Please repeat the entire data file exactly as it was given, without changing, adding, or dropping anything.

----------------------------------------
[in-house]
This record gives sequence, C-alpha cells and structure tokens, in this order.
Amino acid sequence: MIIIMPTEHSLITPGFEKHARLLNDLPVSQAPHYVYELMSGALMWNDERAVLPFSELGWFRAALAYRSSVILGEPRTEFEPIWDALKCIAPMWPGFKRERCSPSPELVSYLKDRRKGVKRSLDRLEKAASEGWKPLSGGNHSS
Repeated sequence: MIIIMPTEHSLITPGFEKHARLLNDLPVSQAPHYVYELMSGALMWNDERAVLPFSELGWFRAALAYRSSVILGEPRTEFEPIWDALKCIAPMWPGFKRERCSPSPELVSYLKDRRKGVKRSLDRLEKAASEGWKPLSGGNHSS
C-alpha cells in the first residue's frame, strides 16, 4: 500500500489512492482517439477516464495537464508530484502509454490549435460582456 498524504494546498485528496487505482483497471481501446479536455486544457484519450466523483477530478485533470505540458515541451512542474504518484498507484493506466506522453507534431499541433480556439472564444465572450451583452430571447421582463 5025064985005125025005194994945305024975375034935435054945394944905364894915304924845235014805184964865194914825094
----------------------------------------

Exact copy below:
[in-house]
This record gives sequence, C-alpha cells and structure tokens, in this order.
Amino acid sequence: MIIIMPTEHSLITPGFEKHARLLNDLPVSQAPHYVYELMSGALMWNDERAVLPFSELGWFRAALAYRSSVILGEPRTEFEPIWDALKCIAPMWPGFKRERCSPSPELVSYLKDRRKGVKRSLDRLEKAASEGWKPLSGGNHSS
Repeated sequence: MIIIMPTEHSLITPGFEKHARLLNDLPVSQAPHYVYELMSGALMWNDERAVLPFSELGWFRAALAYRSSVILGEPRTEFEPIWDALKCIAPMWPGFKRERCSPSPELVSYLKDRRKGVKRSLDRLEKAASEGWKPLSGGNHSS
C-alpha cells in the first residue's frame, strides 16, 4: 500500500489512492482517439477516464495537464508530484502509454490549435460582456 498524504494546498485528496487505482483497471481501446479536455486544457484519450466523483477530478485533470505540458515541451512542474504518484498507484493506466506522453507534431499541433480556439472564444465572450451583452430571447421582463 5025064985005125025005194994945305024975375034935435054945394944905364894915304924845235014805184964865194914825094